Feeling stressed out from working? You should get a group of friends and head towards Pulau Payar Marine Park, about 35km (19 nautical miles: 1nmi~1.85km) south of Pulau Langkawi, Kedah, Malaysia, 28km (15 nautical miles: 1nmi~1.85km) west of Kuala Kedah or 59km (32 nautical miles: 1nmi~1.85km) north of Penang Island, Malaysia for a day out adventure to explore one of Asia’s most beautiful coral reefs. That was what a few of us Malaysian bloggers and friends did last Sunday by applying through the online “Kempen Cuti-cuti MyKad” special promotion package (RM180 per pax) and it was a fun-filling experience for all.
We started out by gathering at the newly constructed Swettenham Pier check-in building and by 8.30am, we were already on our way, leaving behind the scenic view of the Penang island. Some of us did recharge our energy during the journey by having some siesta to get the best out of the package. We finally arrived at Langkawi Coral Reef Platform (100m from the shore of Pulau Payar) about 2 hours later.
Pulau Payar, being the largest and 3 other smaller islands, namely Pulau Kaca (northeast of Pulau Payar), Pulau Lembu (northeast of Pulau Payar and just next to Pulau Kaca) and Pulau Segantang (southwest of Pulau Payar) and have been collectively gazetted as the Pulau Payar Marine Park. These islands are the sanctuary for extensive range of marine organisms and fishes. Stretching 1.75km x 500m with an area of 31.2 hectres, Pulau Payar is rich in flora and fauna on top of the magnificent coral reefs. The island has small stretches of white sandy beaches for those who love sunbathing and casual strolling. Don’t forget to bring more sun-block lotion if you intend to do so, unless you are those who would want to be as tan as the Africans… LOL! If you are lucky, you might even catch some live actions of creatures on the shore during daylight.
There are also a few trekking trails for those nature shutterbugs. You can expect to see endemic flying fox, monitor lizards, shore pit viper, white-bellied sea eagle, crested serpent eagle, imperial pigeon and many other feathered friends. You would also see some amenities which would include picnic tables, barbecue pits, gazebos and restrooms at strategic locations for your personal needs. Picnics and camping are allowed but cutting of trees and open burning would be strictly prohibited. How I wished I had more time to explore the other side of the island for more nature shots.
What impressed visitors most would be the availability of Langkawi Coral, Malaysia’s first and only reef platform located at the Pulau Payar Marine Park. The 49m x 15m well equipped floating platform (with numerous changing/wash rooms, snack bar and dining area) would facilitate activities such as snorkeling, scuba diving, sunbathing, fish feeding to panoramic viewing of the marine kingdom. If that alone could not captivate your attention, glass bottom boat rides or diving can be arranged to various coral gardens to amaze you further.
If you do not intend to get yourself wet, there’s a tunnel-like Underwater Observation Chamber at the bottom of the platform (about 10 feet below sea level) to catch glimpses of the beautiful seabed filled with various seashells, shellfishes and slugs. With an average visibility of 9 to 15 meters of crystal clear blue water, I’m sure you would be impressed easily.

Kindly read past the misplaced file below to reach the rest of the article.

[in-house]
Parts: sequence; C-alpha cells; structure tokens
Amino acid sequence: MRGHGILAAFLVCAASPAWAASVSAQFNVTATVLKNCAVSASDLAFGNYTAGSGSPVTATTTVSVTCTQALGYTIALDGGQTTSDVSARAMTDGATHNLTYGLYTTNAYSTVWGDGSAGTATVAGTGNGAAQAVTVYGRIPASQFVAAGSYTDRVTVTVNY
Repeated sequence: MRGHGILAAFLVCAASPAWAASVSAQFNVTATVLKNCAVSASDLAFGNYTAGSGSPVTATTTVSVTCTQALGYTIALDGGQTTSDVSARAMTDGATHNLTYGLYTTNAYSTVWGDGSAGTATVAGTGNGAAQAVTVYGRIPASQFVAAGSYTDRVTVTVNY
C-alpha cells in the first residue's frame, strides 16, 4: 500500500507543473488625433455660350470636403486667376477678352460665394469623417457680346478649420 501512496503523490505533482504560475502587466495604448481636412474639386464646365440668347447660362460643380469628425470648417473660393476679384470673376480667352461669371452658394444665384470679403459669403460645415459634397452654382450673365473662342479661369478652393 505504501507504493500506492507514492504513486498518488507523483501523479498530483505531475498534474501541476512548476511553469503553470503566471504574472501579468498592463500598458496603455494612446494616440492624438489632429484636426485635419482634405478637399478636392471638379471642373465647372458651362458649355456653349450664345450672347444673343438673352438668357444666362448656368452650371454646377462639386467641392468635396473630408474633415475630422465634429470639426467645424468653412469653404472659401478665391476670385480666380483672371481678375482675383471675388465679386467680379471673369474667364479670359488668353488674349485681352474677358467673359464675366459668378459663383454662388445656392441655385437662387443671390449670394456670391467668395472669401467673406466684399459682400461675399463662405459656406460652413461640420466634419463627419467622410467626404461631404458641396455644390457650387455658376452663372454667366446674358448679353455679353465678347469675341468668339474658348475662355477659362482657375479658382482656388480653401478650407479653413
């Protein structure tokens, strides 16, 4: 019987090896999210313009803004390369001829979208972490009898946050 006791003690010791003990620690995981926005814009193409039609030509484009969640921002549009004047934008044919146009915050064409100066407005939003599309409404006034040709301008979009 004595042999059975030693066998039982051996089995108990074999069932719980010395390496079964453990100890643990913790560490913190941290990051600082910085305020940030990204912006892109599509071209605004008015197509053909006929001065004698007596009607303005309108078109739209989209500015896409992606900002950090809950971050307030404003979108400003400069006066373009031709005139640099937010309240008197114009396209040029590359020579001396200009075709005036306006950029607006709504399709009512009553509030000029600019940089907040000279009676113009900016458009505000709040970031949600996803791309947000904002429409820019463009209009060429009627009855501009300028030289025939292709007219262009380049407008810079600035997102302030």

Do watch out for colorful soft corals and hard corals such as the deer antler like Staghorn, Boulder and Brain as well as fishes of all stripes, dots, spots and rainbow colors. It was a bonus in here for me as I caught shots of two main pelagic predators out there. One of them was the around 1m long Barracuda (locally known as alu-alu) which I would expect to be around 10kg or so, hiding under the platform awaiting its prey. The next was the Black Tipped Reef Shark of almost the same length as the Barracuda. Both were wonderful sights indeed.
While snorkeling deep in the crystal clear water, I managed to see some beautiful colored fishes such as the rock fish, yellow fin goatfish, schooling bannerfish, yellow boxfish (related to the pufferfish family), blue dot grouper, goldband fusiliers, horse-eyed jacks, tiera batfish, lawnmower blenny, sea goldie, raccoon/blackbacked butterflyfish, orange striped cardinalfish, percula clownfish (which did not have the lighter orange color as my favorite “Nemo”), yellowfin clownfish (of course I still missed my “Nemo”.. where did it hide itself this time? LOL!), tangaroan goby, yellow clown goby, arc eye hawkfish, large sized parrotfish, moon wrasse, juvenile trevally, black snapper, remora (suckerfish), mirror fish, needlefish and many more that I had lost track of their names. The more common ones that would invade the platform would be the four striped damselfish (sometimes known as sergeant major by some anglers), streaked spinefoot and queenfish (ikan talang/sampan thiao). There were quite a lot of sea urchins (locally known as sea rambutans) too on the seabed but be careful not to get poke or step on them as the only temporary cure to soothe the pain would be urine.
I was praying hard that I could get glimpses of some of the more unique sea creatures as those shown on National Geographic Channel such as the moray eel, giant grouper (long tan 龍旦), ghost pipe fish, lionfish, nurse shark, giant trevally (kam koay) or even lobsters but they were so hard to detect in such a vast area within the few hours we had. Moreover, I was not in any diving gears nor having any underwater camera. What a waste! Anybody want to sponsor me an underwater camera? LOL! Anyway, here are some of the underwater shots taken by Chan with his water-proofed Lumix camera: